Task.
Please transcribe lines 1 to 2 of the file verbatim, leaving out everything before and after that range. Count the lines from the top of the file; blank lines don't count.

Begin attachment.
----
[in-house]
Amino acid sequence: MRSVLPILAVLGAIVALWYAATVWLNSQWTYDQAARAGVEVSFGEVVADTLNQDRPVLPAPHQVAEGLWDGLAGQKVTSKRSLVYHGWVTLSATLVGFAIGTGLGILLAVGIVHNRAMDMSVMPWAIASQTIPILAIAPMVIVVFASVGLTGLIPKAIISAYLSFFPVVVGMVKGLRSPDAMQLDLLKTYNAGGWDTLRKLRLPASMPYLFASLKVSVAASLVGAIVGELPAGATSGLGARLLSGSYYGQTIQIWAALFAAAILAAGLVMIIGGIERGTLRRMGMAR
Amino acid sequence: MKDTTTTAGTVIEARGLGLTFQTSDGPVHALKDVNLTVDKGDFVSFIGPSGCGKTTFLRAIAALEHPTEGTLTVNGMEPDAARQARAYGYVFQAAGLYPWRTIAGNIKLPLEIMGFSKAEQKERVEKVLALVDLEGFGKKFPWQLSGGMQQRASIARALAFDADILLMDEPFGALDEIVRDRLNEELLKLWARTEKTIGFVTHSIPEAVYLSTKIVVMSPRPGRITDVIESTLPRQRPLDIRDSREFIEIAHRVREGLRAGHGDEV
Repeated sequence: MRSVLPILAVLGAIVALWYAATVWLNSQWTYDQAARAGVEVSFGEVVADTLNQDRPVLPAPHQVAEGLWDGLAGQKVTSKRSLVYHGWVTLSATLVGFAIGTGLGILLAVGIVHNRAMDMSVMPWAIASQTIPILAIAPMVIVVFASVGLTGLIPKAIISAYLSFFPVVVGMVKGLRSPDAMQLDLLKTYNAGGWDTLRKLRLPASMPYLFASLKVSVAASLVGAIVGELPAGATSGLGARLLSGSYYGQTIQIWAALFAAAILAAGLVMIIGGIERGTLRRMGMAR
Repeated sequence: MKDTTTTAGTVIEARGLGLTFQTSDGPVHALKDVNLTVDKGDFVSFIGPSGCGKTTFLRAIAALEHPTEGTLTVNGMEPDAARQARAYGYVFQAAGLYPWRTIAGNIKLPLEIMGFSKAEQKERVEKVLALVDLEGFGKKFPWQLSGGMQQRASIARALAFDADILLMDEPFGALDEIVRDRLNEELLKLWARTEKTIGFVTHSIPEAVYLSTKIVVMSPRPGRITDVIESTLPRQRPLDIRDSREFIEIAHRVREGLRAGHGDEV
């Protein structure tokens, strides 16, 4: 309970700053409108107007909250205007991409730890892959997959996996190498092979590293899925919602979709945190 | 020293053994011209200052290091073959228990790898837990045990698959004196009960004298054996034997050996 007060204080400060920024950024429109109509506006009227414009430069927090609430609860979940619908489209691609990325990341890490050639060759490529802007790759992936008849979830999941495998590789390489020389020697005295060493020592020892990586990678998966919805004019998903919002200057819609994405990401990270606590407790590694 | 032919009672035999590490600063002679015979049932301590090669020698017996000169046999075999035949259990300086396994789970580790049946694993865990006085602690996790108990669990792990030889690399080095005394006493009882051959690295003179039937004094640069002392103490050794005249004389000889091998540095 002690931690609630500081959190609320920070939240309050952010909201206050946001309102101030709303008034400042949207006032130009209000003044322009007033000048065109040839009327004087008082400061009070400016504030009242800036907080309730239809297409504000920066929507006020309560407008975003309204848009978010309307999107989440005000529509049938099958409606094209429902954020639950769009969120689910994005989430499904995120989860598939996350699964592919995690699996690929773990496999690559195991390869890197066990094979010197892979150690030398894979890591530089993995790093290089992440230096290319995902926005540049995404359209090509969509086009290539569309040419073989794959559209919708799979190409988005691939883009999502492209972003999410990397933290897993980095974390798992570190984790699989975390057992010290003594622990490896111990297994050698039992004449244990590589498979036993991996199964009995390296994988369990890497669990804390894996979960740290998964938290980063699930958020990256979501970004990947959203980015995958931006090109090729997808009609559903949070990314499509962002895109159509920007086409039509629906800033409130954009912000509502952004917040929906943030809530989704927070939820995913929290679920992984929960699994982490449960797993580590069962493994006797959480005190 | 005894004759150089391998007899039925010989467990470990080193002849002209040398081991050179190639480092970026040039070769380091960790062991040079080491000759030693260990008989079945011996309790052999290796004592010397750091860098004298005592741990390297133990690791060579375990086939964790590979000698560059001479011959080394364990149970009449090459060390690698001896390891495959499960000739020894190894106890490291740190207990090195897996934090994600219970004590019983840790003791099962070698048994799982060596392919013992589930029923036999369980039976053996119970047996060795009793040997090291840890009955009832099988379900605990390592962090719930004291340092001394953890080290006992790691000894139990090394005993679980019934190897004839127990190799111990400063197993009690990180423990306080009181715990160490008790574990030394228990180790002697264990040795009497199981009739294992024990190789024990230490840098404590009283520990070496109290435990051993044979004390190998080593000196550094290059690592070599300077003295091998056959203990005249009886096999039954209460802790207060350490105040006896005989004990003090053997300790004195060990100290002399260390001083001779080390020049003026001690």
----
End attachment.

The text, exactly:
[in-house]
Amino acid sequence: MRSVLPILAVLGAIVALWYAATVWLNSQWTYDQAARAGVEVSFGEVVADTLNQDRPVLPAPHQVAEGLWDGLAGQKVTSKRSLVYHGWVTLSATLVGFAIGTGLGILLAVGIVHNRAMDMSVMPWAIASQTIPILAIAPMVIVVFASVGLTGLIPKAIISAYLSFFPVVVGMVKGLRSPDAMQLDLLKTYNAGGWDTLRKLRLPASMPYLFASLKVSVAASLVGAIVGELPAGATSGLGARLLSGSYYGQTIQIWAALFAAAILAAGLVMIIGGIERGTLRRMGMAR